Gibsons Coast News, May 15, 1979

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Gibsons Coast News
  • 1979 May 15

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The new music has arrived! Let's look at the three groups that have spearheaded the attack on our complacent radio stations; Dire Straits, Elvis Costello and the Attractions, and Blondie.

We should all be familiar with Dire Straits by now. Their first album has been out for more than six months and it nearly went unnoticed until someone actually listened to it and decided to take a chance and play it on the radio. Now it is firmly rooted in the top of the album charts and the radio playlists as well. The success of Dire Straits shows that people want to hear something other than the soft disco pap that is currently strangling the radio frequencies across North America and the radio programmers are starting to respond. Their songs are longer than those of most new bands but the energy is there in abundance as well as a bit of punkish venom. Their second album Communique is to be released in May and the band could be in the unique position of having two albums in the top ten at the same time; I would like to see their royalty cheques if that happens.

Elvis Costello and the Attractions have made it the hard way. When it became obvious that radio stations weren't going to play his style of rock and roll, he started touring North America almost constantly for the past year and a half. His third album, Armed Forces broke into the top ten on the strength of his great live performances and a lot of good press coverage; now radio stations are starting to play Costello's music. His earlier records certainly shouldn't be overlooked. The first, My Aim Is True is his most varied record, ranging from the tender "Allison" ballad to the reggae based classic "Watching the Detectives." The second album This Years Model was claimed album of the year in nearly every music paper and it ranks as one of the best records of the decade. The songs are driven along by the manic playing of the Attractions and the spite of Costello's lyrics. It is a great dancing record for people who like rock and roll in a Buddy Holly style. Armed Forces combines elements of the early records with more emphasis on the songwriting in an attack on what Elvis calls emotional fascism; music for the head as well as the feet.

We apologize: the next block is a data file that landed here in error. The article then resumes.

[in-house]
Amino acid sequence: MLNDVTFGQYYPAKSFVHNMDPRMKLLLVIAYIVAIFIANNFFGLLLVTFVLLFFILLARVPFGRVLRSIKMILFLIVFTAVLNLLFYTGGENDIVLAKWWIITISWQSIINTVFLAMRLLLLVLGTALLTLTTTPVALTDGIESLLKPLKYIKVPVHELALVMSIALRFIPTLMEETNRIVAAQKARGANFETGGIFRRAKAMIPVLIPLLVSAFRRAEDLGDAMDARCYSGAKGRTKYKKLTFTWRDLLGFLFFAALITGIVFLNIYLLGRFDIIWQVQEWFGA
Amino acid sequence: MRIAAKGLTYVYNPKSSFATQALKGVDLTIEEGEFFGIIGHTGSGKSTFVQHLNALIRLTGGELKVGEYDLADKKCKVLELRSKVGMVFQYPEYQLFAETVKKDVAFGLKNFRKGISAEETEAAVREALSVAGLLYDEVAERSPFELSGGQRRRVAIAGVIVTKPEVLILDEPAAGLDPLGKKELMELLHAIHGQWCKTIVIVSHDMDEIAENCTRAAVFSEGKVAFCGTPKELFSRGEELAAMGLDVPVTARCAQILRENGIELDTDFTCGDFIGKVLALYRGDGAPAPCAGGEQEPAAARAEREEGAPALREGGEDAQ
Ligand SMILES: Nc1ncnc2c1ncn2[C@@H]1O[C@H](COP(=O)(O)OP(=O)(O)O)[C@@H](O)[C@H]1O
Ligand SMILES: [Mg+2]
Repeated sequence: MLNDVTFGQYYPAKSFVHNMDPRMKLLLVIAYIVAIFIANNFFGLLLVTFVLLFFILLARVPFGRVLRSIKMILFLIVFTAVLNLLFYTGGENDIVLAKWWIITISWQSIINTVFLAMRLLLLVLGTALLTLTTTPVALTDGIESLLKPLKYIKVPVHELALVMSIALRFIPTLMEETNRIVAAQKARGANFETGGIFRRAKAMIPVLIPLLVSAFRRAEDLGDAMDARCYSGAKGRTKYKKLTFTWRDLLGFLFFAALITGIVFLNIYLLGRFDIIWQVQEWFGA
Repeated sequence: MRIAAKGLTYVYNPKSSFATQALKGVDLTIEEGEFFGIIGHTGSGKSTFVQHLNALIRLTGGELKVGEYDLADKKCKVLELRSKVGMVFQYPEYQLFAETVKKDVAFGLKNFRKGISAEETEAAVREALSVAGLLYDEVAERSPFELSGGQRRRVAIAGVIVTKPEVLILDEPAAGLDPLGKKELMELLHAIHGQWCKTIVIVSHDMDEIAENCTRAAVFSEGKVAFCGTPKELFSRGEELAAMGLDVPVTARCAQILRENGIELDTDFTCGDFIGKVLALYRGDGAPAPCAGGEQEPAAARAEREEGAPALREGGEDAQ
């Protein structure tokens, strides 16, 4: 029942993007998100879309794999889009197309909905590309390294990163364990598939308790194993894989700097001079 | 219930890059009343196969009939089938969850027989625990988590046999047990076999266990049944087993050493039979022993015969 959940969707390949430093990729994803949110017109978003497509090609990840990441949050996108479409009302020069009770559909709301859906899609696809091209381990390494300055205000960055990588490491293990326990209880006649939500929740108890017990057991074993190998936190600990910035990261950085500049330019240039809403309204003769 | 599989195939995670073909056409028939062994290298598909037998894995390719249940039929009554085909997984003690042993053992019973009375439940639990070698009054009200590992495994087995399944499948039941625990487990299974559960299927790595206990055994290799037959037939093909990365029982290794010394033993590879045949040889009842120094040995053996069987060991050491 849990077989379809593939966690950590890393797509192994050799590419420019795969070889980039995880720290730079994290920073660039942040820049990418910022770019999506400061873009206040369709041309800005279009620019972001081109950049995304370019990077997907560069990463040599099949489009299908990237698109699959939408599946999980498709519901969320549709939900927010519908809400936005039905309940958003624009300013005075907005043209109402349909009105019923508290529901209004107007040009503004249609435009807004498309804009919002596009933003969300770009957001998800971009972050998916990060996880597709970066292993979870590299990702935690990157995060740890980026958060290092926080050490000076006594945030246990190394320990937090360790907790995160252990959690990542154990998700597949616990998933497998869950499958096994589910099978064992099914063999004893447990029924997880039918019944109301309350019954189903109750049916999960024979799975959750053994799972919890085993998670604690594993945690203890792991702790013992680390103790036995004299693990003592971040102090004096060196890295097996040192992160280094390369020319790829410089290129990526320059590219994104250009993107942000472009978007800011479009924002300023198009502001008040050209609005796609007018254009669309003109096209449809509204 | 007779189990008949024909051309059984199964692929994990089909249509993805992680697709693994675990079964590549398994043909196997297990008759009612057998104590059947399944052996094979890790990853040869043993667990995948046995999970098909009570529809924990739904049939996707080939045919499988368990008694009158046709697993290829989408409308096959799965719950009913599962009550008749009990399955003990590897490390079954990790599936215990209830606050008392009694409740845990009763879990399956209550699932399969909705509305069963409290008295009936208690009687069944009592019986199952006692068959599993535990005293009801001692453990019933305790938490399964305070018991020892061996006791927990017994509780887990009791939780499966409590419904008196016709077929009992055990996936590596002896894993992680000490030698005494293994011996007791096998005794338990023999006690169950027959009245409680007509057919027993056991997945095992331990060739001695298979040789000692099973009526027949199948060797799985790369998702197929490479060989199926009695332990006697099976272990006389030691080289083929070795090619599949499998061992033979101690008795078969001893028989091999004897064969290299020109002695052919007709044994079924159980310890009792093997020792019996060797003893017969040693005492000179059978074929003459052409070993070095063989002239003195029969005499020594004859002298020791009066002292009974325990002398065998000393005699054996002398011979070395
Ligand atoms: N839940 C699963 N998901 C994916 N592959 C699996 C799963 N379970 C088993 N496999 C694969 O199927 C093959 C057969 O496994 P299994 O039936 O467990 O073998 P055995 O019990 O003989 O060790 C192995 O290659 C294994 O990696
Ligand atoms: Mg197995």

Blondie have used a different method to gather airplay. They recorded a disco song and got it played on both AM and FM radio. David Bowie used this technique to finally gain North American recognition with his "Fame" hit; it worked for him and the method seems to be working for Blondie. The song "Heart of Glass" was number one in England for about four weeks and its success pushed the album Parallel Lines into the number one album spot. The group led by singer Debby Harry play pop-rock material with roots in the late fifties early sixties, adolescent it songs with the insight of a thirty year old. They also have three albums Blondie, Plastic Letters and Parallel Lines, try the latter and if you get hooked then try the other two.

All three groups have brightened up the radio playlists considerably. More importantly they have opened the doors for more new music to get a fair hearing. So if you're suffering from dull music do yourself a favour and try one of the above records, but be prepared to do some dancing.


Gibsons Coast News, May 15, 1979

Isaac profiles Dire Straits, Elvis Costello and Blondie.


1979-05-15 Gibsons Coast News page 05 clipping 01.jpg

1979-05-15 Gibsons Coast News page 05.jpg
Page scan.


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